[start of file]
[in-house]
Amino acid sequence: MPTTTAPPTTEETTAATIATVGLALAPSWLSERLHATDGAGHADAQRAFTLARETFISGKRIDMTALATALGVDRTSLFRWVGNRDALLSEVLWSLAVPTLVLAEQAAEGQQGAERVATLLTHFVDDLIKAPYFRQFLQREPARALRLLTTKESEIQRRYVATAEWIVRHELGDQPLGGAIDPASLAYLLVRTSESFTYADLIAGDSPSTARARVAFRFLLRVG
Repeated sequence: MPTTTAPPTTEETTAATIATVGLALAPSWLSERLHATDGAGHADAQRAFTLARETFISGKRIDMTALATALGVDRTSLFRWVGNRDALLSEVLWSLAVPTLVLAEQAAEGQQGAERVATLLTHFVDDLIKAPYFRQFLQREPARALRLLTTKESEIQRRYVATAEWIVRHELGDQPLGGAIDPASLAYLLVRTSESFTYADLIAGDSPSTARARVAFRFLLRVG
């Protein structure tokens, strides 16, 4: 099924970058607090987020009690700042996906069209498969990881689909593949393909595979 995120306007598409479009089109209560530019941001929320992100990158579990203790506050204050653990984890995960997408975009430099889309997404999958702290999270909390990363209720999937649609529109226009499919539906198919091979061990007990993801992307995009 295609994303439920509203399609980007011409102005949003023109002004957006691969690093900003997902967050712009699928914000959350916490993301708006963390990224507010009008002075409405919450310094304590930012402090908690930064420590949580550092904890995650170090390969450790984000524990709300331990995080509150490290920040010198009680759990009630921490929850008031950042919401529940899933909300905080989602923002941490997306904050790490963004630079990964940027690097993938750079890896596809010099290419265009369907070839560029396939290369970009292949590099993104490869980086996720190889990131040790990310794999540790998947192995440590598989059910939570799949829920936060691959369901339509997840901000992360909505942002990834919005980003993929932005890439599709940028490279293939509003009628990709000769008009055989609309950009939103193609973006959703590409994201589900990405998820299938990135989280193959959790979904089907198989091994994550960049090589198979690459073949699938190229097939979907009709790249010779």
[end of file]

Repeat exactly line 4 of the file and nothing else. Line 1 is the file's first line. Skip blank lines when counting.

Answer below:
């Protein structure tokens, strides 16, 4: 099924970058607090987020009690700042996906069209498969990881689909593949393909595979 995120306007598409479009089109209560530019941001929320992100990158579990203790506050204050653990984890995960997408975009430099889309997404999958702290999270909390990363209720999937649609529109226009499919539906198919091979061990007990993801992307995009 295609994303439920509203399609980007011409102005949003023109002004957006691969690093900003997902967050712009699928914000959350916490993301708006963390990224507010009008002075409405919450310094304590930012402090908690930064420590949580550092904890995650170090390969450790984000524990709300331990995080509150490290920040010198009680759990009630921490929850008031950042919401529940899933909300905080989602923002941490997306904050790490963004630079990964940027690097993938750079890896596809010099290419265009369907070839560029396939290369970009292949590099993104490869980086996720190889990131040790990310794999540790998947192995440590598989059910939570799949829920936060691959369901339509997840901000992360909505942002990834919005980003993929932005890439599709940028490279293939509003009628990709000769008009055989609309950009939103193609973006959703590409994201589900990405998820299938990135989280193959959790979904089907198989091994994550960049090589198979690459073949699938190229097939979907009709790249010779």